Posted on August 08 2017 by Jarrod Raine
As humans, we have a natural drive to explore. It’s satisfying and exciting to push the bounds of what we know and to find new things. In fact, this is why games and game series such as the Fallout series, The Elder Scrolls series, and Minecraft remain popular. It’s what made the original The Legend of Zelda great, as almost every map screen had a secret for everybody to find. With The Legend of Zelda: Breath of the Wild, Nintendo went back to that original play style and has since been praised for that decision.
In my previous editorial, Breath of the Wild and the Joy of Discovery – Part 1, I discussed how Breath of the Wild satisfies (to varying degrees) the joys of Geologics Discovery, Mechanics Discovery, and Content Discovery. I would highly recommend reading it first as I laid out a basic definition of the Joy of Discovery as well as went over the first three of the four joys. Before I begin, I will acknowledge that some people are disappointed in Breath of the Wild‘s story and I can definitely see where they’re coming from. However, while I do believe that Nintendo could have done better, the way they handled how you learn the story is, in my opinion, a step in the right direction for what Breath of the Wild was trying to accomplish. That being said, let’s talk about the joy of Narrative Discovery. Also, this is your obligatory Spoiler Alert for Breath of the Wild‘s story.
But what is the joy of Narrative Discovery? Games that have this joy will never automatically give you the full story over the course of play. The Dark Souls franchise is an excellent example of this. While some games that implement this joy may give you 1 or 2 required cutscenes, those cutscenes can never give you the full story. In Breath of the Wild, the only mandatory cutscenes are of King Rhoam asking you to save Hyrule and Princess Zelda, and the cutscenes during the fight with Calamity Ganon, as well as the final cutscene of Zelda thanking you. Something interesting to note about the last cutscene is that she asks “Do you truly remember me?” This is an amazing move by Nintendo as it implies that the player might have missed some backstory on Zelda. In fact, I would say that half the characters in Breath of the Wild, alongside the memories and main quests, embody the joy of Narrative Discovery.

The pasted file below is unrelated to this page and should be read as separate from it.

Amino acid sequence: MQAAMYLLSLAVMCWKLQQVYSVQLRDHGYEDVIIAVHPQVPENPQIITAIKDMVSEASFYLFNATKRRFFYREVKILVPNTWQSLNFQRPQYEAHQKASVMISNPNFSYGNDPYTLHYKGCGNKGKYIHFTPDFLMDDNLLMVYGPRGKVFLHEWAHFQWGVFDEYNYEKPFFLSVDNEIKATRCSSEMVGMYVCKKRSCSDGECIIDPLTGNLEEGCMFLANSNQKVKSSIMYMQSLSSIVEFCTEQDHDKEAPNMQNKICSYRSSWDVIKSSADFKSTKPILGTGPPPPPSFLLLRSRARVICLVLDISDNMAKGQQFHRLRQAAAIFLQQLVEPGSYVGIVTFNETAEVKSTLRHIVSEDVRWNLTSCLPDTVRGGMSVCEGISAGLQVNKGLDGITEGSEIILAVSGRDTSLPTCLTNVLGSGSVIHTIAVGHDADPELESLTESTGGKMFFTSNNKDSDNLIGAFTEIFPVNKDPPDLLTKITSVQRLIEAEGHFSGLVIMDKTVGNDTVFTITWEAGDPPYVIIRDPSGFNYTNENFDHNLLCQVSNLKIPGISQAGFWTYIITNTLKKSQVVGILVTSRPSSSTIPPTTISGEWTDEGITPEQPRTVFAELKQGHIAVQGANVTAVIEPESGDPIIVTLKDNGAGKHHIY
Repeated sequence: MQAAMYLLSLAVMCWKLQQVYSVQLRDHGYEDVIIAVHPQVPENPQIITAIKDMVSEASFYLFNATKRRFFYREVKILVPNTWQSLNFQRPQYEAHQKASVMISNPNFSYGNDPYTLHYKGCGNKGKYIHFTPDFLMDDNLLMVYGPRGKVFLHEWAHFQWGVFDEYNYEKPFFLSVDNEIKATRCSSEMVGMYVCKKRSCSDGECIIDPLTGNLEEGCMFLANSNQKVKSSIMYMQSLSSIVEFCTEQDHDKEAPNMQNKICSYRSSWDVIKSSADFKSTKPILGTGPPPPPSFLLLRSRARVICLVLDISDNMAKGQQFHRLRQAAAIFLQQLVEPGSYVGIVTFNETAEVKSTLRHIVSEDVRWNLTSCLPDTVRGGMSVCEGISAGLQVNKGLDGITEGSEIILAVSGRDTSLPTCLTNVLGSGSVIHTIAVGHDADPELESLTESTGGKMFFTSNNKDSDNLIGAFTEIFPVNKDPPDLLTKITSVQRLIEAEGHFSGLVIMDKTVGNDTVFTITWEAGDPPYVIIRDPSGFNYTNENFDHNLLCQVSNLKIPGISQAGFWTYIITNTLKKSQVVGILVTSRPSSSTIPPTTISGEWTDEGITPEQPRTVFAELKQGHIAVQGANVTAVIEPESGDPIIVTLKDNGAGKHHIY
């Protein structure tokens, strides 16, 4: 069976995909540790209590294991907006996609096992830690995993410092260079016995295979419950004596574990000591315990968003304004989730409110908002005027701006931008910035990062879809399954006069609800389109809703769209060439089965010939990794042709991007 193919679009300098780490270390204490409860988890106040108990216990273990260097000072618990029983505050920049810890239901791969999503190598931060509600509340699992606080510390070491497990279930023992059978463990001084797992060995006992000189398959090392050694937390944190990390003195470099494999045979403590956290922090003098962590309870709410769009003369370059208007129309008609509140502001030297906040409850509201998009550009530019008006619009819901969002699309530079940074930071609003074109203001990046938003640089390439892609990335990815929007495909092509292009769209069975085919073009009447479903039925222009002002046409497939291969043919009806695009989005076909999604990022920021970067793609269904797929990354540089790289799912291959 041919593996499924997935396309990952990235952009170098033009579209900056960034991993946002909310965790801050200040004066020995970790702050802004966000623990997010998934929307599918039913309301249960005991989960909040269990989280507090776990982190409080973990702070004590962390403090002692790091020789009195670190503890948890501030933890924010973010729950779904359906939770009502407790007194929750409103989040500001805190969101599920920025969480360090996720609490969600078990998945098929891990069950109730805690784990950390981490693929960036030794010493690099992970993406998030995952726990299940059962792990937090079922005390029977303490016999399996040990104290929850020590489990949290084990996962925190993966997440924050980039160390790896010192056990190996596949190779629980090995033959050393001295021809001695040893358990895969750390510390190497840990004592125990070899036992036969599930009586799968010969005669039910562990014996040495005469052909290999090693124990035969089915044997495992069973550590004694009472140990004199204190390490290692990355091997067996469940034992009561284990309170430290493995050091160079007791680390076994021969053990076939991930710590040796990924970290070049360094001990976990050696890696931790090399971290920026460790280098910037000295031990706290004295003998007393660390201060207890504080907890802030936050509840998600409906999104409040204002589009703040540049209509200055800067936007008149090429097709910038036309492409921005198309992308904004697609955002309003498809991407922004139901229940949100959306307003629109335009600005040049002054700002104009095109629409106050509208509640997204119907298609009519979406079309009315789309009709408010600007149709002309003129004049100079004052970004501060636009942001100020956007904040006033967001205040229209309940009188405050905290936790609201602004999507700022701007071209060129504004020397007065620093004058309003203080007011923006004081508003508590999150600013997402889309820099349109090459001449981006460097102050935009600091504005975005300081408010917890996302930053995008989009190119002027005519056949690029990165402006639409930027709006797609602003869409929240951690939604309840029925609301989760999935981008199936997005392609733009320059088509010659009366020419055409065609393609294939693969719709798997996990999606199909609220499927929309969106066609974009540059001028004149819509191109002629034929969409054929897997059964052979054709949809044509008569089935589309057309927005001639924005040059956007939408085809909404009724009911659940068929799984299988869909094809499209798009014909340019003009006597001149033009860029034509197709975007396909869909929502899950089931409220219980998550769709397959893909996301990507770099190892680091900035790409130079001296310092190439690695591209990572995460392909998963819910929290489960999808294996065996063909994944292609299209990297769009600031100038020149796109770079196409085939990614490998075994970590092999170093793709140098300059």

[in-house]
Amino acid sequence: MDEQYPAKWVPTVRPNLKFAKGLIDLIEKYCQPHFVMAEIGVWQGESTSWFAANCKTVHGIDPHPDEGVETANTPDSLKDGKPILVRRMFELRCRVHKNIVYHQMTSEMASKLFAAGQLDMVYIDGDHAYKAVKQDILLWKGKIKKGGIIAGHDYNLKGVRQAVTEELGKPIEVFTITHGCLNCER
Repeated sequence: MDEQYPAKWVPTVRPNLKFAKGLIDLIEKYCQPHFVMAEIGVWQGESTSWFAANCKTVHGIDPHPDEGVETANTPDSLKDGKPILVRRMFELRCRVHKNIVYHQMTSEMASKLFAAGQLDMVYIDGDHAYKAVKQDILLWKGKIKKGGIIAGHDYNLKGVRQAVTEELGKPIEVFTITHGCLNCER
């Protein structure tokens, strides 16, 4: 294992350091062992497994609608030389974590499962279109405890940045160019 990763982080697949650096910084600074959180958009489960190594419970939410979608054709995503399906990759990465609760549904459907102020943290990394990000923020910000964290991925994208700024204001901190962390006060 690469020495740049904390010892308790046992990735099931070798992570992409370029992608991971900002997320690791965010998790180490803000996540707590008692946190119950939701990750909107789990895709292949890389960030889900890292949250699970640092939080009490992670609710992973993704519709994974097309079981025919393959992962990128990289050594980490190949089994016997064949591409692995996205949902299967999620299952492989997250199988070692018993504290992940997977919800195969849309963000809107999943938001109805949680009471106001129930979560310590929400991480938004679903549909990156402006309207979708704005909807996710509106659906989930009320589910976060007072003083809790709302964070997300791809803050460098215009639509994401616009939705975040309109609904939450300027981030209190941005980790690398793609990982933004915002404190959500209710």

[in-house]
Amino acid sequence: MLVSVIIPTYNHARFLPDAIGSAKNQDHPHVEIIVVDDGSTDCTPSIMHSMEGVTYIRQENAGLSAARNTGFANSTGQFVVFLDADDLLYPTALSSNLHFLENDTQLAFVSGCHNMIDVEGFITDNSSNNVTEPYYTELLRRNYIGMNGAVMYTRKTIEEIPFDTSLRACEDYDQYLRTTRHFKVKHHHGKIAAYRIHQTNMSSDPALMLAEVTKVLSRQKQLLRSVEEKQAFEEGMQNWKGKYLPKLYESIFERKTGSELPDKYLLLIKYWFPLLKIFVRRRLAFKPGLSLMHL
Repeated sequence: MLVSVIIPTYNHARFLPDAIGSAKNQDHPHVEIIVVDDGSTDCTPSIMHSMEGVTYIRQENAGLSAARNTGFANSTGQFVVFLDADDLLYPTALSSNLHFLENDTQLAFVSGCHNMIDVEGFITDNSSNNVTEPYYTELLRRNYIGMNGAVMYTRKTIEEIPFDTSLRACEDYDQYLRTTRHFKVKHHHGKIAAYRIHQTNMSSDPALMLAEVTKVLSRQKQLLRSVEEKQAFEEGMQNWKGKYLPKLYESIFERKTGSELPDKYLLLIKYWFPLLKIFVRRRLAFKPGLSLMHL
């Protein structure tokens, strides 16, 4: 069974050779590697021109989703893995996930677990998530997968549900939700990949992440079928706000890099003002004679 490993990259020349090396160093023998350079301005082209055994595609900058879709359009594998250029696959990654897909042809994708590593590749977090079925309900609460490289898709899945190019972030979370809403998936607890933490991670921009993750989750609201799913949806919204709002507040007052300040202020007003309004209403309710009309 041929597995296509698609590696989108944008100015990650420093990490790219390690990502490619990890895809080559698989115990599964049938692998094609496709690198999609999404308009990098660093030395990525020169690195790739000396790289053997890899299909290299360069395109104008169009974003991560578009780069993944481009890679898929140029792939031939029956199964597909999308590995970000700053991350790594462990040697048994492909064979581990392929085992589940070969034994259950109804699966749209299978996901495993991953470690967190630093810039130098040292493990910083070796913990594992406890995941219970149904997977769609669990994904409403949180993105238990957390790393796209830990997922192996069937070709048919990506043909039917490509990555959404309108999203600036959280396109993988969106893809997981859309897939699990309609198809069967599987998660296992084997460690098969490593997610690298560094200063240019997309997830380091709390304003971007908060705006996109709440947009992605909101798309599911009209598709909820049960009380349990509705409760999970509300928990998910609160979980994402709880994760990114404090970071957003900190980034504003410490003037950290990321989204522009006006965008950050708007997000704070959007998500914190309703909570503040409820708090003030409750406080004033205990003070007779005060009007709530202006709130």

The memories in Breath of the Wild are a great way to inspire the players to find the story, and they reward the player with a sense of who Zelda is. Not only do they reveal Zelda’s character, but they also show her struggles and frustrations, which in turn makes Breath of the Wild‘s incarnation of Princess Zelda possibly the best incarnation of the character to date. The memories also serve as a way to introduce players to the champions as well as offer a basic idea of their personalities and characters, ranging from Revali’s annoyance and jealousy of Link’s position as the one to defeat Ganon to Daruk’s confidence in his abilities and in his fellow champions. The main quests even take the player to meet interesting characters in their own right, such as Purah of the Hateno Ancient Research Lab, Prince Sidon, and the Great Deku Tree.
The joy of Narrative Discovery ultimately comes down to the joy of finding new pieces of information that expand the lore of the game, and the memories and the characters help expand that. While I wish that there was more lore presented through the backstory, I do believe that Nintendo has taken a step in the right direction at the very least in Breath of the Wild‘s narrative, which in turn makes me look forward to the next DLC pack coming out this Winter.
But what do you guys think? Do you think Breath of the Wild satisfied the different joys of Discovery? Are there any aspects of the game that you would like to see talked about further? Let us know in the comments below!